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Tenth month


And the random surf site for today:
Wait! Better yet:

Working isn't working. I'm definitely in a writing mood. I stumbled across a "This month's writing challenge" in some writing community (somewhere else), without really looking for that sort of trouble. The facilitator/teacher had a long essay on the importance of the story. (Which i skimmed. She quoted Gardner's On Writing so much that i figured i could read that at home.) The challenge was to write a short 500-1000 word story using a 'classic' opening like "Once upon a time." I thought about how good it had been to start writing this spring, and how it scared me -- the rush, the excitement -- and i didn't write again. I thought about my proto-novel, tumbled across an idea that would pull my Sybil into a short story...


And the musical selection to hack to today:
BOC: Imaginos.

I read Fritz Leiber's The Big Time today. Copyright 1961. Hugo award winner. The characters seem pretty two dimensional, which i noticed particularly because the female narrator seems pretty 1950's pre-liberated. On the other hand, the time wars concept is excellent, and most of the technology has aged well. The only technological bit that seems quaintly outdated is the alien from a moon culture that destroyed itself with nuclear weapons long before humans evolved. Admittedly, the major tools described have analog dials, but a plausable explanation for that can be made. A more sophisticated development of the characters would have improved the story to the point where i might have enjoyed it though. As it stands it was mildly more interesting than watching subway walls go by.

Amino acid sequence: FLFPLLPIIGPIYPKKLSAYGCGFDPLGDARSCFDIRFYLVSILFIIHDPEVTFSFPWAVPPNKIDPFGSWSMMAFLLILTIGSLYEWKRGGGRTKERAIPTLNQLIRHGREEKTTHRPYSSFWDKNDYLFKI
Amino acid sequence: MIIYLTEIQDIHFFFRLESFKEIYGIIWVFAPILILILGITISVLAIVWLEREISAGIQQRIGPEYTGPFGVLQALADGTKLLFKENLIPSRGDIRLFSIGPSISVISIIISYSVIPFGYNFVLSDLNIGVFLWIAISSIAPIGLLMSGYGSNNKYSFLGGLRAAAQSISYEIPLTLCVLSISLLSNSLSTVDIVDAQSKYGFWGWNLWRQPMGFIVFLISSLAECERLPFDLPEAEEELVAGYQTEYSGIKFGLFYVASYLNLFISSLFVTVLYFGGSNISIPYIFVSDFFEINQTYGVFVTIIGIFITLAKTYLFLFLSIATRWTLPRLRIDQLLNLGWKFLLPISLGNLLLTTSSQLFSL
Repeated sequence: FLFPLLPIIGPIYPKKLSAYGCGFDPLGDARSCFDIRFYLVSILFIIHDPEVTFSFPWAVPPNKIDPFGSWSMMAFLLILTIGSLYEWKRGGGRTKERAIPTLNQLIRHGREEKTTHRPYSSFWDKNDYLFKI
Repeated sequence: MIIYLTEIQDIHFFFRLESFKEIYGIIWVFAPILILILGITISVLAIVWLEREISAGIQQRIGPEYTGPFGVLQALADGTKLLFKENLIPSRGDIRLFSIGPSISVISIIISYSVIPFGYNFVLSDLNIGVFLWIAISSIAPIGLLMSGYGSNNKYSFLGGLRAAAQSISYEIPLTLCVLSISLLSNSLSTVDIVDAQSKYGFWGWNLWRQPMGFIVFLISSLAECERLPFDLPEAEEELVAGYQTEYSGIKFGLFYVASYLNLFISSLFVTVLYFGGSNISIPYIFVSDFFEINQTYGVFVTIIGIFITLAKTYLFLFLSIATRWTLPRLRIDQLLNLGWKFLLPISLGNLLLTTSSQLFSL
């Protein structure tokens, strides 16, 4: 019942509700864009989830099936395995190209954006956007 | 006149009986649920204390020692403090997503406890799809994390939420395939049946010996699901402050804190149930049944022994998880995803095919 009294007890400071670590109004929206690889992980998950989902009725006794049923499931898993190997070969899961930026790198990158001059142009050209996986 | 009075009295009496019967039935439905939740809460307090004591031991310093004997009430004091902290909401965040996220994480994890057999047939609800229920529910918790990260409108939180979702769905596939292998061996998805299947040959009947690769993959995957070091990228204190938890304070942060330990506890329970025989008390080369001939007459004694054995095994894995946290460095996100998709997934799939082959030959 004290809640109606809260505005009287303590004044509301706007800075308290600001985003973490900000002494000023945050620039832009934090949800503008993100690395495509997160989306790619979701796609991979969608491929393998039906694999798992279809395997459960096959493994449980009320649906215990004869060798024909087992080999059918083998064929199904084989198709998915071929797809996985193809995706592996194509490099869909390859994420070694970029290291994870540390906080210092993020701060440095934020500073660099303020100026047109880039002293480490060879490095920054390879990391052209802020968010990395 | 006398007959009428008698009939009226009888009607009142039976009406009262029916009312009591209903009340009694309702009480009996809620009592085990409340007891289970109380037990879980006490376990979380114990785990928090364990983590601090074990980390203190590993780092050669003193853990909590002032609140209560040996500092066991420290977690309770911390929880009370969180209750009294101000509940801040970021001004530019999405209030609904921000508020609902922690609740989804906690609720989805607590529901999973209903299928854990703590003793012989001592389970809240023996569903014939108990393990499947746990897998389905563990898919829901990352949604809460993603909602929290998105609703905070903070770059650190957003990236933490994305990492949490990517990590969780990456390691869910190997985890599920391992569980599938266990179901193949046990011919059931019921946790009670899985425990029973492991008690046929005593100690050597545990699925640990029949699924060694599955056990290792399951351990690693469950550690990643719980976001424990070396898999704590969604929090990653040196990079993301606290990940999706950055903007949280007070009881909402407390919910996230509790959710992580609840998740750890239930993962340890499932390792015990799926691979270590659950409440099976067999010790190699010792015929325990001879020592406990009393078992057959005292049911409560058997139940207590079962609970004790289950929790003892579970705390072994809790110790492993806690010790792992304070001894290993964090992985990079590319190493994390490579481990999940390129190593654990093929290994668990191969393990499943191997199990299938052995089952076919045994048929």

And the musical selection to hack to today:
Concrete Blonde: Mexican Moon,
BOC: Imaginos.

And the random surf site for today:
The OED. Coolest is that one can now contribute citations to the cause!

A less than random site would be:
Bobby Valentine on the web. Wish they'd tromped 'lanta. Sigh!

Investigating runes on-line can be more than a bit tricky, but i've a few quick keys i use to sort new age-y interpretation (take Blum's decision to read the I-Ching to develop interpretations for the runes) from more Norse inspired interpretations. (Are there 24 runes in the elder futhark with no 'blank rune' or 'rune of Odin?' That's a good start.) There's nothing wrong with those interpretatons, per se, but I'm most interested in learning interpretations based upon some level of historical and cultural knowledge. Runes, beyond having a divinitory and magical use, are keys to language, writing, and the spread of Western culture through Europe.

I'm fascinated with the presensce of the Vanir and Aesir in Norse mythology -- two different clans/families/nations present in the pantheon. To me, the mythology seems to relate a historical story of one people (the Aesir) invading the land of a more "primitive" people (the Vanir). The Vanir seem to be dieties of pairings, brother/sisters, wife/husbands, who represent primal and natural elements like love and fertility, the sea and lakes, and so on. The Vanir seem far more like the pantheon of Asia Minor with Thunder god Thor and Sky Father, Odin. The interpretations here of the oldest runic inscriptions reflecting a Semitic fertitlity cult fascinate me. I admit, however, to puzzling over where Odin and Thor evolve out of the Ishtar mythos.


And the musical selection to hack to today:
Four Cellos: Apocalyptica.

And the random surf site for today:
More cartoons, two year's worth and good. Let's not discuss how i spent my Monday.


And the random surf site for today:
Climate Simulation of the 21st Century. Distributed computing is becoming so very cool!

And the not random surf site for today:
Remembrance Agents Finally installed it last week, then saw the Freshmeat update. It's worked out pretty nicely. 991011

And the musical selection to hack to today:
Dr. Fiorella Terenzi: Music From the Galaxies.

And the random surf site for today: